Sentencing indigenous riot offenders in a spatial fantasy
- Publication Type:
- Journal Article
- Griffith Law Review, 2011, 20 (2), pp. 385 - 420
- Issue Date:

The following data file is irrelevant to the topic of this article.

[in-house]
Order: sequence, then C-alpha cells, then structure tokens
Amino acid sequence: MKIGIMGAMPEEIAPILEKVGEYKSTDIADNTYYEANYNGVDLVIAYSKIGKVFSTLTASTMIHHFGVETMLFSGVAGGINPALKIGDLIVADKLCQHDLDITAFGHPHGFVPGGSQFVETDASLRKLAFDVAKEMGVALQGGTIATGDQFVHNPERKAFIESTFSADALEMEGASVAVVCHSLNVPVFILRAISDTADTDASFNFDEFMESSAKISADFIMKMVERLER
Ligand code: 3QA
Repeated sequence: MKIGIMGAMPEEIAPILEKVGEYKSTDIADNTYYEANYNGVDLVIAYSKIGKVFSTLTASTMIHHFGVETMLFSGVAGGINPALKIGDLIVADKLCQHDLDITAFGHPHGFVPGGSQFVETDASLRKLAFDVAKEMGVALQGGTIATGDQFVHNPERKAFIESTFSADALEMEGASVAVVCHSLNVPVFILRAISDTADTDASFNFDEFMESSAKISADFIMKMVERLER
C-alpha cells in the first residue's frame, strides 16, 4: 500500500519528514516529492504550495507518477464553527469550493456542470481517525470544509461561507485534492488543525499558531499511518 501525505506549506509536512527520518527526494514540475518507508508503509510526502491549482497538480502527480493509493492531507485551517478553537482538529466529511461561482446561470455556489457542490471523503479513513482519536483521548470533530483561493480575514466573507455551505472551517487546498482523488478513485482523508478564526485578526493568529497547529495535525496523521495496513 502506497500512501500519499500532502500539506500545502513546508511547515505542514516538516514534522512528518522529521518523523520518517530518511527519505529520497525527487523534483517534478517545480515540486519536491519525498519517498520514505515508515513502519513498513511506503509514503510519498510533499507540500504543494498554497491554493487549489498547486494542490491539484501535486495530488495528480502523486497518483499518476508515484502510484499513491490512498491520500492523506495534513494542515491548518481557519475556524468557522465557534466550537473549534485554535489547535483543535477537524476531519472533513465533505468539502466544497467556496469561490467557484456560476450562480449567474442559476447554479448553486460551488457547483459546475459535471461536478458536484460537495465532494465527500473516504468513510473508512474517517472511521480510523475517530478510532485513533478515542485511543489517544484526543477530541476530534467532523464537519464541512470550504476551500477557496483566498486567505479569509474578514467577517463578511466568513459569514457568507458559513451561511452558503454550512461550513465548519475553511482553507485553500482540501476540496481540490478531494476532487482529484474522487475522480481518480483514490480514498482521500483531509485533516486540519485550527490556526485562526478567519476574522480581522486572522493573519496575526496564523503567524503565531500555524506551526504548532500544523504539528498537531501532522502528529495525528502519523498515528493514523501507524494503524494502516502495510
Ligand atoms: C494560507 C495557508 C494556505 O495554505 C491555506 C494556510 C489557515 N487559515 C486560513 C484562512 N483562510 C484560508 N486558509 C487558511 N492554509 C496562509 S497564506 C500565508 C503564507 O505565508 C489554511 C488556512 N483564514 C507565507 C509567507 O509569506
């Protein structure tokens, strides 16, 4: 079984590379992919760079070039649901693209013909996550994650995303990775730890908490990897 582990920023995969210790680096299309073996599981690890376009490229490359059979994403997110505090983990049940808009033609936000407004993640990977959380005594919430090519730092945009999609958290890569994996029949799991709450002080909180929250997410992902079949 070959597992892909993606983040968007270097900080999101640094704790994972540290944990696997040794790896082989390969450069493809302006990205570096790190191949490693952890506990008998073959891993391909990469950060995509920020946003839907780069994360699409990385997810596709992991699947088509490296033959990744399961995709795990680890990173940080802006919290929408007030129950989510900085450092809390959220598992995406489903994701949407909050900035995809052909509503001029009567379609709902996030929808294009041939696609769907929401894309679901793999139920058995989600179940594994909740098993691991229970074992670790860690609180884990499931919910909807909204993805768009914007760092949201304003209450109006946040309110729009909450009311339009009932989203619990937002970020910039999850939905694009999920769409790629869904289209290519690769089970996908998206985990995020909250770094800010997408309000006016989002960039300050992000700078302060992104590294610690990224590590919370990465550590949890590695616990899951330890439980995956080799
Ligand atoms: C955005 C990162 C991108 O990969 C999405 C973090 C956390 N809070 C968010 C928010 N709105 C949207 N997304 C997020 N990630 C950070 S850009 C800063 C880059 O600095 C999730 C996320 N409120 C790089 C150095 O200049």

© 2008, Routledge. All rights reserved. There is precedent in Australian criminal sentencing to consider Indigenous group membership as a mitigating factor, including for Indigenous riots against racist acts or deaths in custody. When mitigation has been invoked, it is based on the reduced moral culpability of the Indigenous offender. A number of higher courts, particularly in the 1980s and 1990s, pointed to the stress caused by racism that provoked the riot. However, recent sentencing remarks have tended to privilege aggravating circumstances, especially the seriousness of the riot and the harm or potential harm to the victims. This shift in sentencing considerations for rioters dovetails a reimagining of the Indigenous offenders and their communities as lacking reason or legitimacy in the contest for space. This article analyses key sentencing remarks and media reports for New South Wales and Queensland Indigenous riot cases over the past 30 years by drawing on Stanley Cohen’s concept of ‘moral panics’ and Ghassan Hage’s notion of spatial racism to demonstrate how the construction of riots as an out-of-control response reflects a deeper national anxiety over ‘white’ space.
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